How to Waterproof a Wood Floor

A water spill on wood flooring.
What You'll Need
Vacuum aspirator or other fume protection
Vacuum cleaner
Wool mop (or other natural thick material mop) or special applicator
Polyurethane sealer

There is nothing that makes your home look as neat and cozy as wood flooring. Today, wood is as popular as it used to be before the carpeting craze; its earthy color and warm look give a welcoming impression. However, taking care of the dust and damage is not enough to make a wood floor last. It needs proper maintenance and care, and waterproofing is an important part of the magic formula. Think about how many times you or your kids accidentally spill water or milk or track mud from outside. Without protection, wood will soak it in and, after some time, gain dark spots that damage its appeal. Once upon a time, people used different oils, oil-based products, and waxes to keep their wood floor in good shape, but now, there are more durable, stronger polyurethanes or resins that will make waterproofing that much easier with the right instructions.

Prepare and Purchase Sealer

Preparing the floor for waterproofing is a very important first step. Start by sweeping and vacuuming the surface to make sure it is free of all dust and debris. Then, check for any old stains and damaged spots, and remove or fix them. Don’t forget to move all pieces of furniture outside the room and secure proper ventilation as well.

Tip: When planning a wood floor waterproofing, make sure you choose a string of warm and dry days because rainy days and high humidity can make the coat drying much longer.

Based on the wood and its quality and age, choose the proper type of finishing material to use. Most commonly, people opt for urethane, with either an oil or water base. Also, make sure to check that your choice of sealer is a good, penetrating variety.


Start sanding the wood surface with medium-grit sandpaper, making sure to really spend some time on it. The more thorough you are, the better the final result will be. Afterward, clean and vacuum the floor surface one more time, and make sure to dust walls as well to get rid of lingering sawdust. Cleaning is the most time-consuming part of waterproofing.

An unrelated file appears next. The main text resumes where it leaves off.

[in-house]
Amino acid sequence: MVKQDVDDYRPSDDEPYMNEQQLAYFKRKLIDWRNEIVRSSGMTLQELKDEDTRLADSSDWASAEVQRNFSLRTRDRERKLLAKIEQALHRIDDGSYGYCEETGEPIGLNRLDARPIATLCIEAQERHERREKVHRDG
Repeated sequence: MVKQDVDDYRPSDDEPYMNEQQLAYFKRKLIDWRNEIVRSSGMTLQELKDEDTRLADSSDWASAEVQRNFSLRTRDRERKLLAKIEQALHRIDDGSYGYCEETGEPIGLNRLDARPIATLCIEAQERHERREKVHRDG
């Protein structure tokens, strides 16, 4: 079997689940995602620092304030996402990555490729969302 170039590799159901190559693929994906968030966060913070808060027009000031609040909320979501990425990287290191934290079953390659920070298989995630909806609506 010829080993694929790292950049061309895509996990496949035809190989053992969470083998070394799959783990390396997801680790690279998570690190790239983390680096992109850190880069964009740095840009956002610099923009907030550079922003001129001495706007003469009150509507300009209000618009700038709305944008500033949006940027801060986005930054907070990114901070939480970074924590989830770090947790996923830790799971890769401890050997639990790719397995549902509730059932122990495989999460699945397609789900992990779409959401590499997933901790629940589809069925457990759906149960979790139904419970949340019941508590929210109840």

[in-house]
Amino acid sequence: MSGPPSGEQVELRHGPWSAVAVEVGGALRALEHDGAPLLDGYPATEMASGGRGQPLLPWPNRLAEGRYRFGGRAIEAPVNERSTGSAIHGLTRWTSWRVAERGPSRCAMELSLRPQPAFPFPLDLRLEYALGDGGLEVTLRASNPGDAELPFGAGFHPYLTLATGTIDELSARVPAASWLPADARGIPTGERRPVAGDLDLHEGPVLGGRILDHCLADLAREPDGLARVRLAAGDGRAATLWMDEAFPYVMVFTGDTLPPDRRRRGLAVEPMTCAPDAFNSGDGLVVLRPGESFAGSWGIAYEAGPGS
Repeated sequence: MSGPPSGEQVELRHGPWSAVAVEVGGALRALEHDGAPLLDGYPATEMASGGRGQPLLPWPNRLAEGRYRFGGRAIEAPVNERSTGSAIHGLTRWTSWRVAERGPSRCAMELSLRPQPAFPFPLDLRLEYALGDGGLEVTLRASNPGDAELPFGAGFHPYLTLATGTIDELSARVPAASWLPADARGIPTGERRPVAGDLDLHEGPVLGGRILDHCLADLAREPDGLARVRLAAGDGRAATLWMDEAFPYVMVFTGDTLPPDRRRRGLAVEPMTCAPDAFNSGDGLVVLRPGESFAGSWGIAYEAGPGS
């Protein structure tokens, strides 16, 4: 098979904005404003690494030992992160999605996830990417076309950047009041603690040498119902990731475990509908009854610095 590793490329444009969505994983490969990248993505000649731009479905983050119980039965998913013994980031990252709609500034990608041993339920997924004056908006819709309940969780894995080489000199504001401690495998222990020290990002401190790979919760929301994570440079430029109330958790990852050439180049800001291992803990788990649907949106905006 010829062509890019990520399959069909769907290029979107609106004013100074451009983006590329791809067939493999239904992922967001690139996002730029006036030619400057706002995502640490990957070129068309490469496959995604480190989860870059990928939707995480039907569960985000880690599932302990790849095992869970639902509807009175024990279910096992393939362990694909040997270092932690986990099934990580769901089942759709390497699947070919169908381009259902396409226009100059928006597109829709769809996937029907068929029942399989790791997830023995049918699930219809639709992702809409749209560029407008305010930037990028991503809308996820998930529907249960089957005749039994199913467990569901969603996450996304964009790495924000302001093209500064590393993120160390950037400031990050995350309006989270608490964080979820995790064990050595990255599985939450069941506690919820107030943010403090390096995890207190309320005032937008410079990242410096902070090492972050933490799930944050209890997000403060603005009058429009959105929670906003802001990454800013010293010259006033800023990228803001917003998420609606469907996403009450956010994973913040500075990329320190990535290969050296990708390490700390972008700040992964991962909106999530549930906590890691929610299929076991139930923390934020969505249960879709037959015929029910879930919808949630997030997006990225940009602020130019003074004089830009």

Lay the First Coat

Add the first coat of sealer to your wood floor using an old-fashioned trick: spread the urethane with a wool mop or any mop made of thick natural material. You can also buy wool applicators. Using this material will ensure a smooth and even first coat, which is important for an equally even final result. When finished, air the room out and let the floor completely dry.

Add Subsequent Layers

Make sure that the first coat of sealer has dried for the appropriate amount of time as indicated on your product. This will prevent possible headaches by adding the next few layers. When it's finished, smooth out all bumps and wrinkles in the initial coat with sandpaper so they do not appear in the finished surface. Sweep and vacuum all dust again before you lay the next layer with your mop.

Some homeowners continue to add more sealer but this can be unnecessary if the wood is in good shape or if it's newer and the two previous coats were done well. Regardless, a third can give a better look and stronger waterproofing. If you choose to add it, simply follow the same procedure as before: let the urethane dry completely, smooth out imperfections, clean, and finally brush on the new layer.